Royal Society University Research Fellow

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Description of research

Molecular Mechanisms of Genetic and Infectious Disease

1. Mechanisms of pathogenesis in Krabbe Disease

We are studying how clinically-identified mutations of the enzyme galactocerebrosidase (GALC) result in Krabbe disease, a devastating neurodegenerative disorder. GALC plays an essential role in lipid recycling thereby maintaining the lipid-rich myelin sheath that protects nerve cells. Defects in GALC lead to the accumulation of cytotoxic metabolites that elicit complex, and still only partially understood, cellular events that result in apoptosis of myelin-forming cells and progressive demyelination. Our recent structures of GALC have provided new insight into the catalytic mechanism of GALC and the molecular role of pathogenic mutations. This insight has allowed us to design small molecules that bind and stabilise GALC and identify patients that might be responsive to this form of therapy known as pharmacological chaperone therapy.


2. Host-pathogen interactions during Shigella infection

Diseases caused by bacteria, viruses and other parasites are major causes of death, disability, and social and economic disruption for millions of people. Our ability to effectively treat infectious diseases is being progressively depleted due to increasing resistance of microbes to antimicrobial drugs. A top priority today is the development of new low-cost drugs that can replace those that are becoming ineffective. An essential part of developing new therapeutics is a clear molecular understanding of how pathogens evade our immune defences and hijack our cellular components.

Our research focuses on the bacterial pathogen Shigella flexneri. This pathogen invades cells of our digestive tract and hijacks components of the actin polymerization pathway in order to aid its movement within our cells and allowing it to spread directly from cell to cell. In this way Shigella can limit its detection by our immune system. As an extra defence S. flexneri produces proteins that specifically disarm the intracellular immune response to pathogens. We study the structure, interactions and regulation of Shigella virulence proteins and the host proteins they target.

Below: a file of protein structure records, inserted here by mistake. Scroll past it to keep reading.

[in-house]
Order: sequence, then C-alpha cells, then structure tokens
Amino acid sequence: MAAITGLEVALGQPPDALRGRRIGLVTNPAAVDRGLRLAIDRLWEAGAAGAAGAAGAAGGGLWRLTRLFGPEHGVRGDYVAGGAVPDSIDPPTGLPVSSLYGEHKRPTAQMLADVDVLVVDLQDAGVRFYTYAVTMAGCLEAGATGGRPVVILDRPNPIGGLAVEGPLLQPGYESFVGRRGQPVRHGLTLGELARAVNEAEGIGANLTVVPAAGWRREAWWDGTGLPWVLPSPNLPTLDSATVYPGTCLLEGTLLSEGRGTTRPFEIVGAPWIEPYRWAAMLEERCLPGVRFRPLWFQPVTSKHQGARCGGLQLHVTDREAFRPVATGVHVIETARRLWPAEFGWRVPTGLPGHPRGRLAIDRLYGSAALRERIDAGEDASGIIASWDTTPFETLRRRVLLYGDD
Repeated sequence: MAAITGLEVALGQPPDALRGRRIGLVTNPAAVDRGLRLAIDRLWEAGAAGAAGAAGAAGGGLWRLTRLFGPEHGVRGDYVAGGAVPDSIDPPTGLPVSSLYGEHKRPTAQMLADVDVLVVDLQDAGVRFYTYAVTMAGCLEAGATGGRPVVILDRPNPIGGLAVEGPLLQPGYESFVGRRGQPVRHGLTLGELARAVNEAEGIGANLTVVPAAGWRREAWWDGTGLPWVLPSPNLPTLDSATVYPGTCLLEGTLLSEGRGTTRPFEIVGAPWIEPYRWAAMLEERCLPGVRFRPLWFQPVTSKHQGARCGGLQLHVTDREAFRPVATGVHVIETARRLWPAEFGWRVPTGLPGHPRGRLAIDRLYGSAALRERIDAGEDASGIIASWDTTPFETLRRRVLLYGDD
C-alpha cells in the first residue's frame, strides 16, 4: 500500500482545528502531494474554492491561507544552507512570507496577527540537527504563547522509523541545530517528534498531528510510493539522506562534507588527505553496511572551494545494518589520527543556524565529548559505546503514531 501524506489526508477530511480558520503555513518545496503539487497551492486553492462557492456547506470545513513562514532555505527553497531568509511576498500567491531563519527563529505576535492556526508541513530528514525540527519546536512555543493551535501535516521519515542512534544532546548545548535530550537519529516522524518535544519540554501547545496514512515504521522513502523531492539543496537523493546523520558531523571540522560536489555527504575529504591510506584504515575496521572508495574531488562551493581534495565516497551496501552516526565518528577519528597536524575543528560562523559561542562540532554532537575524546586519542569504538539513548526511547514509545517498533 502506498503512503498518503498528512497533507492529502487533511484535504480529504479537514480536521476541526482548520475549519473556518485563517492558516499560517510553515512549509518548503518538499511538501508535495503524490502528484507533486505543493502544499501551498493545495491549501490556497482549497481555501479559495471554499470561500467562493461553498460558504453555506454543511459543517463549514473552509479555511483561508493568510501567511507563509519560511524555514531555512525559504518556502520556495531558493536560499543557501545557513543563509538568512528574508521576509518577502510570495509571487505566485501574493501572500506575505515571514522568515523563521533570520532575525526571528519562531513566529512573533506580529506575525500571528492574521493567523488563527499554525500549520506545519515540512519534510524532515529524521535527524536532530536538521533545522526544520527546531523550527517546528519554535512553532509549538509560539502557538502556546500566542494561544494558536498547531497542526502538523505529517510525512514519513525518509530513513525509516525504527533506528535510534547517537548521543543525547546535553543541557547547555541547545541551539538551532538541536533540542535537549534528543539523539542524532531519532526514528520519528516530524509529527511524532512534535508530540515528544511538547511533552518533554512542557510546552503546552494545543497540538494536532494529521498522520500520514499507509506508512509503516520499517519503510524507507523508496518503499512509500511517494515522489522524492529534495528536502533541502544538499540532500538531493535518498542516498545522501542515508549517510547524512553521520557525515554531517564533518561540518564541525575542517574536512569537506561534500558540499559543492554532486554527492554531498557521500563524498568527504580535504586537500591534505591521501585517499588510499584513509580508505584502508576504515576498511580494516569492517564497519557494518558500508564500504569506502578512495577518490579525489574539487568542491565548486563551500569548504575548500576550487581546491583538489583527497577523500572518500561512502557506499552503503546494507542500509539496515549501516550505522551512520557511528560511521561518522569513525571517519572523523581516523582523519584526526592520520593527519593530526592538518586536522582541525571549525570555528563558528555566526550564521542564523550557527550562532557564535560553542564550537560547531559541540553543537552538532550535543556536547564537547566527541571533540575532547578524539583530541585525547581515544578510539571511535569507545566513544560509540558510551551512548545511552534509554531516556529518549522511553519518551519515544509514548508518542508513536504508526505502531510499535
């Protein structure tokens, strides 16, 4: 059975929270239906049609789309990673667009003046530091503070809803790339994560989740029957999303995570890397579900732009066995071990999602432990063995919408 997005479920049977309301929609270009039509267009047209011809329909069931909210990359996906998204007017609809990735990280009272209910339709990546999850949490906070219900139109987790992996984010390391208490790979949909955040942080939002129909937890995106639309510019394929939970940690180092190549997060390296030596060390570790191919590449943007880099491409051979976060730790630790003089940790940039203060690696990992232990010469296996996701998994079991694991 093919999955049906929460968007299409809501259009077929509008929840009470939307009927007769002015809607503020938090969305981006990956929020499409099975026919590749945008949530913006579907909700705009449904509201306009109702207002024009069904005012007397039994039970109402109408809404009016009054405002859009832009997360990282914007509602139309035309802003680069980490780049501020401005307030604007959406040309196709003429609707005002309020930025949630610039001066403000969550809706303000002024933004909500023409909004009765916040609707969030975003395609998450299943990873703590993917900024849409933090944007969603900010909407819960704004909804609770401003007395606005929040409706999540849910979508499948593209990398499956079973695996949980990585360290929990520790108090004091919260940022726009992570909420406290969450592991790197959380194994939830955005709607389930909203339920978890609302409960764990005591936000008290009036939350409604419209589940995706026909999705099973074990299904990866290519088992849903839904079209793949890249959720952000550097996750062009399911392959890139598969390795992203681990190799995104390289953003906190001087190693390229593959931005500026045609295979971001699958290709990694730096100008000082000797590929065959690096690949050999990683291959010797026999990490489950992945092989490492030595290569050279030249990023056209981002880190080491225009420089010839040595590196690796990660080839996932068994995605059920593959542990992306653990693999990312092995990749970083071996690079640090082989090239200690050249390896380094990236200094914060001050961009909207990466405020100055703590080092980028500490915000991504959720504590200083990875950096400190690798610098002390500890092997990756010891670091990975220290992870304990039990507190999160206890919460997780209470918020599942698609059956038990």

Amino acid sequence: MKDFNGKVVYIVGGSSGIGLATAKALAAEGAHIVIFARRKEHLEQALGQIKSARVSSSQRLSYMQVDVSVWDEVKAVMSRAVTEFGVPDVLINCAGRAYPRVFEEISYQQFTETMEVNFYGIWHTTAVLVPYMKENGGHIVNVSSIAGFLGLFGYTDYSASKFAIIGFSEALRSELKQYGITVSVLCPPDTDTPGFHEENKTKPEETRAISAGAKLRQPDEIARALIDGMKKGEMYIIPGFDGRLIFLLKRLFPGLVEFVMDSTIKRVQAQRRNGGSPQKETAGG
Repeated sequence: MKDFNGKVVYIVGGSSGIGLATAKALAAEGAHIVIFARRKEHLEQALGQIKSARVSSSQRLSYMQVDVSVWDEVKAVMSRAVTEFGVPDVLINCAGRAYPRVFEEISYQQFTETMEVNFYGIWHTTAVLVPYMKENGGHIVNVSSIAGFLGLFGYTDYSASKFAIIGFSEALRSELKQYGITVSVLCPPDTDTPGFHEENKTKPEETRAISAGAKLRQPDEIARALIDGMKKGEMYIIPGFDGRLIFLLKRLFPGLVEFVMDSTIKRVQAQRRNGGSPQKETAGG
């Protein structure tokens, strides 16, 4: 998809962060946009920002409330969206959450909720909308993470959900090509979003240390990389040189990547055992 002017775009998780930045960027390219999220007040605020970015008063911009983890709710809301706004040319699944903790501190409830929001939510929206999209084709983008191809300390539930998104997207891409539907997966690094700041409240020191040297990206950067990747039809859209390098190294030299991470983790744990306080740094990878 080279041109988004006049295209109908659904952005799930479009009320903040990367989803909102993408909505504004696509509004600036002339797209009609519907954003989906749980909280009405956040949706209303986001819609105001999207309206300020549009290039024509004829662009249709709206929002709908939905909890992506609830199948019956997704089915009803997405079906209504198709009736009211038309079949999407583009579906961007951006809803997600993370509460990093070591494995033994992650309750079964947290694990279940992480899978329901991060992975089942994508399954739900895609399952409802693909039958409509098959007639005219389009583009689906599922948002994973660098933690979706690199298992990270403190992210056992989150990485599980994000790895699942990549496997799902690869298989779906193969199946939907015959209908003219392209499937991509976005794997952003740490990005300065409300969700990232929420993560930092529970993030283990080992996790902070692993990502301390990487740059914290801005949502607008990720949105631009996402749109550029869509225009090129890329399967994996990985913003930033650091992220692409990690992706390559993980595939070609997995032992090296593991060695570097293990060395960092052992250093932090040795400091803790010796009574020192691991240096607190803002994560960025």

Research focus

Keywords: Galactocerebrosidase, Shigella flexneri, Type III Secretion

Clinical conditions: Krabbe Disease, Shigellosis

Methodologies: Biochemistry, biophysics and structural biology

H-Index: 11

Cambridge collaborators

Dr Louise Boyle, Dr Stephen Graham, Prof. Randy Read, Prof. Timothy Cox

Other collaborators

Dr Henrik Jensen, Aarhus University, Denmark

Key Publications

Hill, C.H., Graham, S.C., Read, R.J. and Deane J.E. (2013) “Structural snapshots illustrate the catalytic cycle of β-galactocerebrosidase, the defective enzyme in Krabbe disease” Proc. Natl Acad Sci U.S.A. 110: 20479-84.

Hermann, C., Strittmatter, L.M., Deane, J.E. and Boyle, L.H. (2013) “TAPBPR and tapasin binding to MHC class I is mutually exclusive” J. Immunol. 191: 5743-50.

Graham, S.C., Wartosch, L., Gray, S.R., Scourfield, E.J., Deane, J.E., Luzio, J.P. and Owen, D.J. (2013) “Structural basis of Vps33A recruitment to the human HOPS complex by Vps16” Proc. Natl Acad Sci U.S.A. 111:13345-50.

Abrusci, P., Vergara-Irigaray, M., Johnson, S., Beeby, M.D., Hendrixson, D., Roversi, P., Friede, M.E., Deane, J.E., Jensen, G.J., Tang, C.M., Lea, S.M. (2013) “Architecture of the major component of the Type III secretion system export apparatus” Nat. Struct. Mol. Biol. 20:99-104.

Deane, J.E., Graham, S.C., Kim, N.N., Stein, P.E., McNair, R., Cachón-González, M.B., Cox, T.M. and Read, R.J. (2011) “Insights into Krabbe Disease from Structures of Galactocerebrosidase” Proc. Natl Acad. Sci. U.S.A. 108: 15169-73.

Deane, J.E., Abrusci, P. Johnson, S. and Lea, S.M. (2010) “Timing is Everything: the regulation of type III secretion” Cell. Mol. Life Sci. 67: 1065-75.